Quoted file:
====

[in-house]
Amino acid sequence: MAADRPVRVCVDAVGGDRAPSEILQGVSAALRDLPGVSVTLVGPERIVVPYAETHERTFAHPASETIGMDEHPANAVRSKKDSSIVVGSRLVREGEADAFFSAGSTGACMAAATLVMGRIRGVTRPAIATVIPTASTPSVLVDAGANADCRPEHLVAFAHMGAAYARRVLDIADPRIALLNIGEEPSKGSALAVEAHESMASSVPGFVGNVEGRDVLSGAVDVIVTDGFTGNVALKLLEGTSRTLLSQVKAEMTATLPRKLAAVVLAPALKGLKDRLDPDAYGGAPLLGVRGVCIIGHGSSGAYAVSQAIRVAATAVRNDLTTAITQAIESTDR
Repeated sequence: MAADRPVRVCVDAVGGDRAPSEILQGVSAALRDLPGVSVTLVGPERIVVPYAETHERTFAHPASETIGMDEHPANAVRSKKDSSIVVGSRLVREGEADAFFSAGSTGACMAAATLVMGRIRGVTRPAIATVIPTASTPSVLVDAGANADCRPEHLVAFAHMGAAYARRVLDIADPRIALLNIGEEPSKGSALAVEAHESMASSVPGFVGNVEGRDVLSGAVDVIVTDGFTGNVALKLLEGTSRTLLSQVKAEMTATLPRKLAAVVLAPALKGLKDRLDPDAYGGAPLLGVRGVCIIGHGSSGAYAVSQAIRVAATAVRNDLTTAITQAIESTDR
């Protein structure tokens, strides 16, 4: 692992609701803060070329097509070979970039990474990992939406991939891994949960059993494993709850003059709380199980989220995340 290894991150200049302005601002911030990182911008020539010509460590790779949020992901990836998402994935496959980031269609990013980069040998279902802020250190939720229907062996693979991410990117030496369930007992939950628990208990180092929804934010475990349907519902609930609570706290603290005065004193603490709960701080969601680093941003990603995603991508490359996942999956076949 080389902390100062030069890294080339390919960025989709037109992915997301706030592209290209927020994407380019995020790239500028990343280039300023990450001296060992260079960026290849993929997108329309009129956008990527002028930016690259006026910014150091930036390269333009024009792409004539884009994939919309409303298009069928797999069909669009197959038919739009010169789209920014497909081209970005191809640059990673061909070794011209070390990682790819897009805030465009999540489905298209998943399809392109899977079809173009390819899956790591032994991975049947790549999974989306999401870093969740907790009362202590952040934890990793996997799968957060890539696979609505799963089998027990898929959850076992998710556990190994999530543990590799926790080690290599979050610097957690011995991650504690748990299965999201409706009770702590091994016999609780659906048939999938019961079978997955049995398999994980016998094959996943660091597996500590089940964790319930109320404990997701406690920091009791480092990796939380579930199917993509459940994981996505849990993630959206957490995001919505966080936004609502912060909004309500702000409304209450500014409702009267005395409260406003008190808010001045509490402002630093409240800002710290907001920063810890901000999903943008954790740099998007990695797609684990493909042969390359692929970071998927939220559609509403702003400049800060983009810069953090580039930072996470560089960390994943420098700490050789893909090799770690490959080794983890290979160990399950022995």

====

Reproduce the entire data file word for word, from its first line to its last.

[in-house]
Amino acid sequence: MAADRPVRVCVDAVGGDRAPSEILQGVSAALRDLPGVSVTLVGPERIVVPYAETHERTFAHPASETIGMDEHPANAVRSKKDSSIVVGSRLVREGEADAFFSAGSTGACMAAATLVMGRIRGVTRPAIATVIPTASTPSVLVDAGANADCRPEHLVAFAHMGAAYARRVLDIADPRIALLNIGEEPSKGSALAVEAHESMASSVPGFVGNVEGRDVLSGAVDVIVTDGFTGNVALKLLEGTSRTLLSQVKAEMTATLPRKLAAVVLAPALKGLKDRLDPDAYGGAPLLGVRGVCIIGHGSSGAYAVSQAIRVAATAVRNDLTTAITQAIESTDR
Repeated sequence: MAADRPVRVCVDAVGGDRAPSEILQGVSAALRDLPGVSVTLVGPERIVVPYAETHERTFAHPASETIGMDEHPANAVRSKKDSSIVVGSRLVREGEADAFFSAGSTGACMAAATLVMGRIRGVTRPAIATVIPTASTPSVLVDAGANADCRPEHLVAFAHMGAAYARRVLDIADPRIALLNIGEEPSKGSALAVEAHESMASSVPGFVGNVEGRDVLSGAVDVIVTDGFTGNVALKLLEGTSRTLLSQVKAEMTATLPRKLAAVVLAPALKGLKDRLDPDAYGGAPLLGVRGVCIIGHGSSGAYAVSQAIRVAATAVRNDLTTAITQAIESTDR
């Protein structure tokens, strides 16, 4: 692992609701803060070329097509070979970039990474990992939406991939891994949960059993494993709850003059709380199980989220995340 290894991150200049302005601002911030990182911008020539010509460590790779949020992901990836998402994935496959980031269609990013980069040998279902802020250190939720229907062996693979991410990117030496369930007992939950628990208990180092929804934010475990349907519902609930609570706290603290005065004193603490709960701080969601680093941003990603995603991508490359996942999956076949 080389902390100062030069890294080339390919960025989709037109992915997301706030592209290209927020994407380019995020790239500028990343280039300023990450001296060992260079960026290849993929997108329309009129956008990527002028930016690259006026910014150091930036390269333009024009792409004539884009994939919309409303298009069928797999069909669009197959038919739009010169789209920014497909081209970005191809640059990673061909070794011209070390990682790819897009805030465009999540489905298209998943399809392109899977079809173009390819899956790591032994991975049947790549999974989306999401870093969740907790009362202590952040934890990793996997799968957060890539696979609505799963089998027990898929959850076992998710556990190994999530543990590799926790080690290599979050610097957690011995991650504690748990299965999201409706009770702590091994016999609780659906048939999938019961079978997955049995398999994980016998094959996943660091597996500590089940964790319930109320404990997701406690920091009791480092990796939380579930199917993509459940994981996505849990993630959206957490995001919505966080936004609502912060909004309500702000409304209450500014409702009267005395409260406003008190808010001045509490402002630093409240800002710290907001920063810890901000999903943008954790740099998007990695797609684990493909042969390359692929970071998927939220559609509403702003400049800060983009810069953090580039930072996470560089960390994943420098700490050789893909090799770690490959080794983890290979160990399950022995």